Taehee Whang (corresponding author) is Assistant Professor, Division of International Studies, Korea University, 529 International Studies Hall, Anam-dong, Seongbuk-gu, Seoul, 136-701, Korea (firstname.lastname@example.org). Elena V. McLean is Assistant Professor, Department of Political Science, Texas A&M University, 2010 Allen Building, 4348 TAMU, College Station, TX 77843-4348 (email@example.com). Douglas W. Kuberski is Associate Professor, Department of Political Science, Florida State College at Jacksonville, Deerwood Center, 9911 Old Baymeadows Road, Jacksonville, FL 32256 (firstname.lastname@example.org).
Coercion, Information, and the Success of Sanction Threats
Article first published online: 5 NOV 2012
©2012, Midwest Political Science Association
American Journal of Political Science
Volume 57, Issue 1, pages 65–81, January 2013
How to Cite
Whang, T., McLean, E. V. and Kuberski, D. W. (2013), Coercion, Information, and the Success of Sanction Threats. American Journal of Political Science, 57: 65–81. doi: 10.1111/j.1540-5907.2012.00629.x
The name ordering is reverse alphabetical and does not denote unequal contributions. We thank our anonymous reviewers, the editor, Clifton Morgan, Quan Li, Kim Hill, Ahmer Tarar, and seminar participants at the Program on International Conflict and Cooperation at Texas A&M University for their valuable feedback. Replication data and supporting information will be available at an author's website at http://www-polisci.tamu.edu/faculty/mclean/ and the Dataverse Network: http://dvn.iq.harvard.edu/dvn/dv/ajps.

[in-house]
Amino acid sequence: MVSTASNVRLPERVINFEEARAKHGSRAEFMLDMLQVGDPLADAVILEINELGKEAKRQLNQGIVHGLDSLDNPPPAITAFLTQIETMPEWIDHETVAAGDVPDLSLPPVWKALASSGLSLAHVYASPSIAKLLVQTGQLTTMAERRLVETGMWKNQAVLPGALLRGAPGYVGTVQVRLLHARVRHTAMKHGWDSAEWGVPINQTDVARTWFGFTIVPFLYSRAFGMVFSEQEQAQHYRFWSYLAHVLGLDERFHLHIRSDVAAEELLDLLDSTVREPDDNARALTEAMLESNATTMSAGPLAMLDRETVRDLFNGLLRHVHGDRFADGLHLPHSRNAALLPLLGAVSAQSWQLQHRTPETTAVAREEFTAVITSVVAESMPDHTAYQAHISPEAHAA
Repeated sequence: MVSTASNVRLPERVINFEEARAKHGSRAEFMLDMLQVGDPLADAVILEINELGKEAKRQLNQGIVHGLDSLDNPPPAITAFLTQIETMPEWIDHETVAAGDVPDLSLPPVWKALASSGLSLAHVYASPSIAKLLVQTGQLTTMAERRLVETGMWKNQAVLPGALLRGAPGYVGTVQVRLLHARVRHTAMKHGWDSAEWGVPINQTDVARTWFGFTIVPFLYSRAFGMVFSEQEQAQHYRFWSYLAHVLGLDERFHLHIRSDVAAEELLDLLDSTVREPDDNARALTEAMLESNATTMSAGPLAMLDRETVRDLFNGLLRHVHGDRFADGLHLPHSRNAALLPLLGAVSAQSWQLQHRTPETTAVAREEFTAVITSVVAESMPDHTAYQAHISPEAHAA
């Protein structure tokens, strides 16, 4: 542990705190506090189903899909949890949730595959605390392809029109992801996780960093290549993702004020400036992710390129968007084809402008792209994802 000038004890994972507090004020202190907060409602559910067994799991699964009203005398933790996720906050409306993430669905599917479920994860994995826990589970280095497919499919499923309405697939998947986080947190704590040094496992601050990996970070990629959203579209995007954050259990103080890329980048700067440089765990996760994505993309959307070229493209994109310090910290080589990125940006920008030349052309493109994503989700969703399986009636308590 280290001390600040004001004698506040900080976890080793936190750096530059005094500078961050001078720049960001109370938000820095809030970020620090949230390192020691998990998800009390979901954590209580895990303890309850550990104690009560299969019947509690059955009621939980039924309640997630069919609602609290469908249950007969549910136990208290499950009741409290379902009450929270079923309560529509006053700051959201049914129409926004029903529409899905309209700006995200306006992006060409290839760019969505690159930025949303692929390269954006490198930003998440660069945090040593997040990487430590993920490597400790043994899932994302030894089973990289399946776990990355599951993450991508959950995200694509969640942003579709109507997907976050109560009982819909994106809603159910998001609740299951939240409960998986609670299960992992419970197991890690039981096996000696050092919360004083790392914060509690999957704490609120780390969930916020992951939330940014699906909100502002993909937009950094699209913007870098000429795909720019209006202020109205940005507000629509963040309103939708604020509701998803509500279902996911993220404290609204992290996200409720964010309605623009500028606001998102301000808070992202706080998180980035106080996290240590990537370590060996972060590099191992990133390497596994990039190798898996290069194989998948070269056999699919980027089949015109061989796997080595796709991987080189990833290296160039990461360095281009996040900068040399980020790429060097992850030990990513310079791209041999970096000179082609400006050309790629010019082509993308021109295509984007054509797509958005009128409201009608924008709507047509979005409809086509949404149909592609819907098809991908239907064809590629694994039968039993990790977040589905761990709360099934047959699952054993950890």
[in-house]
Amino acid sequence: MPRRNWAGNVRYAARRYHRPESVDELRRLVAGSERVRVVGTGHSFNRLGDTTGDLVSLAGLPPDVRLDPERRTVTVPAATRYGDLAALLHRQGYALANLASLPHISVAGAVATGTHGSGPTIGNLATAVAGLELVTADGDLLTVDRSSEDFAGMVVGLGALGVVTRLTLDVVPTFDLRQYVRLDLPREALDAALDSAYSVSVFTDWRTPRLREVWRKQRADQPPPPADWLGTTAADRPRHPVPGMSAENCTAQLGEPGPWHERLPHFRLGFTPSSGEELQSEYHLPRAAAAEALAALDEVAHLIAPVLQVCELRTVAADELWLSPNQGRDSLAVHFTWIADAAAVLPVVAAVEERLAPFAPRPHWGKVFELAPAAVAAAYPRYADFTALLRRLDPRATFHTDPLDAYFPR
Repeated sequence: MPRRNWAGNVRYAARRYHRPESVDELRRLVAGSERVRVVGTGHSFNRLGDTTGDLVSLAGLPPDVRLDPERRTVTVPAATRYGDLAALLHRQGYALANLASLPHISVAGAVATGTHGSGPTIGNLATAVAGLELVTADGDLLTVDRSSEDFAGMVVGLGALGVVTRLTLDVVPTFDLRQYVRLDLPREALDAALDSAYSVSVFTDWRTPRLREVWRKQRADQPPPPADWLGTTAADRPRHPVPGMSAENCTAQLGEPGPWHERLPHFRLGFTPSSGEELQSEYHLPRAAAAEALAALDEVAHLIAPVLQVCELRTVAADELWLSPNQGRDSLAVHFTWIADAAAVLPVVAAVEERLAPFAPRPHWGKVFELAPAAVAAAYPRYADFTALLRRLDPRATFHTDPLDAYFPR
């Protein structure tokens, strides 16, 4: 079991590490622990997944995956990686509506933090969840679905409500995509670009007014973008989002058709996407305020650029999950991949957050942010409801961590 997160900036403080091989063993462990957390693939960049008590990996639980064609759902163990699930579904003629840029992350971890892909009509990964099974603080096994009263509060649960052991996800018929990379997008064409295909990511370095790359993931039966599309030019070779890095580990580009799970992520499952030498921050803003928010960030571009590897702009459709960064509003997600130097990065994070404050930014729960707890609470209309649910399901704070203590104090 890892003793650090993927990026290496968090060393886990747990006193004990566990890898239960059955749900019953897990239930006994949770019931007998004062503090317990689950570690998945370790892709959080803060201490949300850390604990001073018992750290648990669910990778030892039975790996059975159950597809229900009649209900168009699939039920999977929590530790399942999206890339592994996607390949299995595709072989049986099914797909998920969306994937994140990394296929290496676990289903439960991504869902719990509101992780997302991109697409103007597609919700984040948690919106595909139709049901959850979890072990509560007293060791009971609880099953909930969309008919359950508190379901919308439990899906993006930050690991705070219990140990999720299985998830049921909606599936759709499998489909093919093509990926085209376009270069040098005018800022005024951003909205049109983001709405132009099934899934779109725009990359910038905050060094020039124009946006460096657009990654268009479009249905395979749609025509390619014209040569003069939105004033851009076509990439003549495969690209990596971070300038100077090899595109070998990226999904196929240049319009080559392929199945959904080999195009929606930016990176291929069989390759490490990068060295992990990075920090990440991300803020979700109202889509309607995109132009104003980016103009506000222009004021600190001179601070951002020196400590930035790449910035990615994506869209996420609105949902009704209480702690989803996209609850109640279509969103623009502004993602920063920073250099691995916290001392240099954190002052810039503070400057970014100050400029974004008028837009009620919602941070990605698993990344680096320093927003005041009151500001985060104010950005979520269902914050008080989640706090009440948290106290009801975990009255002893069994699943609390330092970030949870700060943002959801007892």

- Issue published online: 2 JAN 2013
- Article first published online: 5 NOV 2012
This article explores when and why sanction threats succeed in extracting concessions from the targeted country. We focus on two different, albeit not mutually exclusive, mechanisms that can explain the success of sanction threats. The first mechanism relates to incomplete information regarding the sanctioner's determination to impose sanctions and suggests that threats help to extract concessions by revealing the sanctioner's resolve. The second mechanism underscores the direct impact of common interest between the two countries and explains the success of sanction threats by the targeted country's greater dependence on this link between the two countries and the sanctioner's ability to exploit this dependence. We test the hypotheses using a new strategic structural estimator. Our results provide no evidence in favor of the informational hypothesis, while lending robust support for the coercive hypothesis.